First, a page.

Jon Allan, director of the Michigan Office of the Great Lakes, grew up in northeastern Ohio and remembers when the river near his home ran blue or orange, depending on what kinds of industrial waste were being dumped in the water that day.
Speaking as part of the Clean Water Summit, hosted by Michigan’s Great Southwest Sustainable Business Forum at Weko Beach Wednesday, Allan also recalled that 40 years ago bulldozers were removing piles of dead fish from Great Lakes shorelines.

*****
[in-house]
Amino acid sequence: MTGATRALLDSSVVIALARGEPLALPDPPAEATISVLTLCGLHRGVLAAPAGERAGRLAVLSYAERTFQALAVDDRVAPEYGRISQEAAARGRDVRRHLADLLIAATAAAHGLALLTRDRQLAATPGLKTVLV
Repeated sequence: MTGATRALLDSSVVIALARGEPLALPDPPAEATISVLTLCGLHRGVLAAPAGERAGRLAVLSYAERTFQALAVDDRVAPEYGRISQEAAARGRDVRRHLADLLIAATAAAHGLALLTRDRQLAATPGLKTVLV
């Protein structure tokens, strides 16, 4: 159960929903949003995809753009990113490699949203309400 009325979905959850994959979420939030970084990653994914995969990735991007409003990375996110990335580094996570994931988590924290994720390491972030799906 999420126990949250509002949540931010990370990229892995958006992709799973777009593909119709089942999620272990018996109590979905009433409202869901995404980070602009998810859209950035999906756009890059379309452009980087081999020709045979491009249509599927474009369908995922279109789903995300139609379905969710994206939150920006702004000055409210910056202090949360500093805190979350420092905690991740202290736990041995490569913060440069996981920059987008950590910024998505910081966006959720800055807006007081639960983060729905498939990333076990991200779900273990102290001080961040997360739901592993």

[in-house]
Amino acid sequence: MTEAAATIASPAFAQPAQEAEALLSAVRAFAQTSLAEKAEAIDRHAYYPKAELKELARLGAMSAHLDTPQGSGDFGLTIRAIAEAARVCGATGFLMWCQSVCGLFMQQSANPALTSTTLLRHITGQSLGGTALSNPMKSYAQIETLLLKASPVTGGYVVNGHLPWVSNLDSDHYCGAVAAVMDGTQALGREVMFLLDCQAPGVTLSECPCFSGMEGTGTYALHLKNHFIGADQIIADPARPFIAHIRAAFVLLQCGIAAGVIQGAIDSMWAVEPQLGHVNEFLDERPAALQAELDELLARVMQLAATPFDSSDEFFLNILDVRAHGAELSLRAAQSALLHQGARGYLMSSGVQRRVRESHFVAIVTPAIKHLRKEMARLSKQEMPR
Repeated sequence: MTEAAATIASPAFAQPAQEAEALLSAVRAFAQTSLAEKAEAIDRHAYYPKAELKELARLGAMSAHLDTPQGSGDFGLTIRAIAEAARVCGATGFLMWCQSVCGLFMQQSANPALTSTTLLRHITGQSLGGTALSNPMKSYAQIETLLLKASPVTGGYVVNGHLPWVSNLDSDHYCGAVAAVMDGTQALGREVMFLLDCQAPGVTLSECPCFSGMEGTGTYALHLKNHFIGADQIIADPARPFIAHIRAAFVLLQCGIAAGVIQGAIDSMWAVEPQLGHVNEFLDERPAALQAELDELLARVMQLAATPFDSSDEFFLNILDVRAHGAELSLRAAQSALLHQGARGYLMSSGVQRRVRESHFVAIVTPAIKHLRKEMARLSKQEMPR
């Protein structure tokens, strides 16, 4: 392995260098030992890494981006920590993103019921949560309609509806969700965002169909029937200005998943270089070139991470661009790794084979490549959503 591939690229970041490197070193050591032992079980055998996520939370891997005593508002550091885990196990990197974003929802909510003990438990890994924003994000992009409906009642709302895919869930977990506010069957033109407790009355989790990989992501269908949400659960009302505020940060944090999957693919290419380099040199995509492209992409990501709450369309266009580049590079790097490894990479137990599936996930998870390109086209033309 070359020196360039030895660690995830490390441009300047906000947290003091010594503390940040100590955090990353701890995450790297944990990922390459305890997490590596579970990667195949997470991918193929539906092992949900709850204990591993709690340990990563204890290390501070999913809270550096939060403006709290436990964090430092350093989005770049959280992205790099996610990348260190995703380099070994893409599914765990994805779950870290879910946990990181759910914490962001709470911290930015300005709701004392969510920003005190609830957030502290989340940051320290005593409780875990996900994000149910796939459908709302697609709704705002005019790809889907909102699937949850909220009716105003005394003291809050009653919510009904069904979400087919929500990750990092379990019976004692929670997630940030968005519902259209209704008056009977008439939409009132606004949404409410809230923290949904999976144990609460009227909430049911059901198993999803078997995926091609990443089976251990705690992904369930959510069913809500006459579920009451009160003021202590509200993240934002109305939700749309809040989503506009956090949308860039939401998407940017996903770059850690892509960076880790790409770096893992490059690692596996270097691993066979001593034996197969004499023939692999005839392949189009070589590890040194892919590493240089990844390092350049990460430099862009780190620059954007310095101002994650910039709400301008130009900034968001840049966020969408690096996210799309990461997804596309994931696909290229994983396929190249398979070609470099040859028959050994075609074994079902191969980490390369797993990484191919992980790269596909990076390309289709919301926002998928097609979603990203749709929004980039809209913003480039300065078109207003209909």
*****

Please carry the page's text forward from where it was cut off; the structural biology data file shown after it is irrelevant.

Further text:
Before the Clean Water Act and the Clean Air Act, there was “not much” in place to protect the environment, Allan said. When asked how many love the Great Lakes, all of Allan’s audience raised their hands.
“That’s who we are as a people,” Allan said.
One of the missions of his office is to get everyone to love – and understand – the Great Lakes, he said.
One way to accomplish that is through education. “Water Schools” are offered that inform decision-makers about the importance of maintaining this ecosystem. The next session is scheduled for Kalamazoo.
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